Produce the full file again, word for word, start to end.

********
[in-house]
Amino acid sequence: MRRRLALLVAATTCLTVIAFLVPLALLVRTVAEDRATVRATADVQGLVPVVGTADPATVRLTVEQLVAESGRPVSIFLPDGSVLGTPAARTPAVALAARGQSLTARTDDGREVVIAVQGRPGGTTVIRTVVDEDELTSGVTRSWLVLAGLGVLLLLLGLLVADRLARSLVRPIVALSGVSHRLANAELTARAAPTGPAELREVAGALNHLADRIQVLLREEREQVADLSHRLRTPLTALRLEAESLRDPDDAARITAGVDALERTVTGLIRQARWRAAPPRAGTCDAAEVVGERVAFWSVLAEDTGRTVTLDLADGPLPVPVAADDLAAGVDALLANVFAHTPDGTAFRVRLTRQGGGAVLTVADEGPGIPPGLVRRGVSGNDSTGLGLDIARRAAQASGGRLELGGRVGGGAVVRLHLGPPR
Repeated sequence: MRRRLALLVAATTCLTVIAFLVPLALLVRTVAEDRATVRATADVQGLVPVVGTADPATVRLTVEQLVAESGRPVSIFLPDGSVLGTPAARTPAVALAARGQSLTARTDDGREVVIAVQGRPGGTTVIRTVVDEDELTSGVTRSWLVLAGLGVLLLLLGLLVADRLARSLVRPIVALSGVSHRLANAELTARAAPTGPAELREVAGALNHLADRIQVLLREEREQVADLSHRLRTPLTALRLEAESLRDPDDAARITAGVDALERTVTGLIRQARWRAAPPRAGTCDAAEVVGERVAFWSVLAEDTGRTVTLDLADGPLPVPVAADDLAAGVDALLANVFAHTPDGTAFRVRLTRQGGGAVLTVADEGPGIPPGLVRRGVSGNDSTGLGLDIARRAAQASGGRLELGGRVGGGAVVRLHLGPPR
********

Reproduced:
[in-house]
Amino acid sequence: MRRRLALLVAATTCLTVIAFLVPLALLVRTVAEDRATVRATADVQGLVPVVGTADPATVRLTVEQLVAESGRPVSIFLPDGSVLGTPAARTPAVALAARGQSLTARTDDGREVVIAVQGRPGGTTVIRTVVDEDELTSGVTRSWLVLAGLGVLLLLLGLLVADRLARSLVRPIVALSGVSHRLANAELTARAAPTGPAELREVAGALNHLADRIQVLLREEREQVADLSHRLRTPLTALRLEAESLRDPDDAARITAGVDALERTVTGLIRQARWRAAPPRAGTCDAAEVVGERVAFWSVLAEDTGRTVTLDLADGPLPVPVAADDLAAGVDALLANVFAHTPDGTAFRVRLTRQGGGAVLTVADEGPGIPPGLVRRGVSGNDSTGLGLDIARRAAQASGGRLELGGRVGGGAVVRLHLGPPR
Repeated sequence: MRRRLALLVAATTCLTVIAFLVPLALLVRTVAEDRATVRATADVQGLVPVVGTADPATVRLTVEQLVAESGRPVSIFLPDGSVLGTPAARTPAVALAARGQSLTARTDDGREVVIAVQGRPGGTTVIRTVVDEDELTSGVTRSWLVLAGLGVLLLLLGLLVADRLARSLVRPIVALSGVSHRLANAELTARAAPTGPAELREVAGALNHLADRIQVLLREEREQVADLSHRLRTPLTALRLEAESLRDPDDAARITAGVDALERTVTGLIRQARWRAAPPRAGTCDAAEVVGERVAFWSVLAEDTGRTVTLDLADGPLPVPVAADDLAAGVDALLANVFAHTPDGTAFRVRLTRQGGGAVLTVADEGPGIPPGLVRRGVSGNDSTGLGLDIARRAAQASGGRLELGGRVGGGAVVRLHLGPPR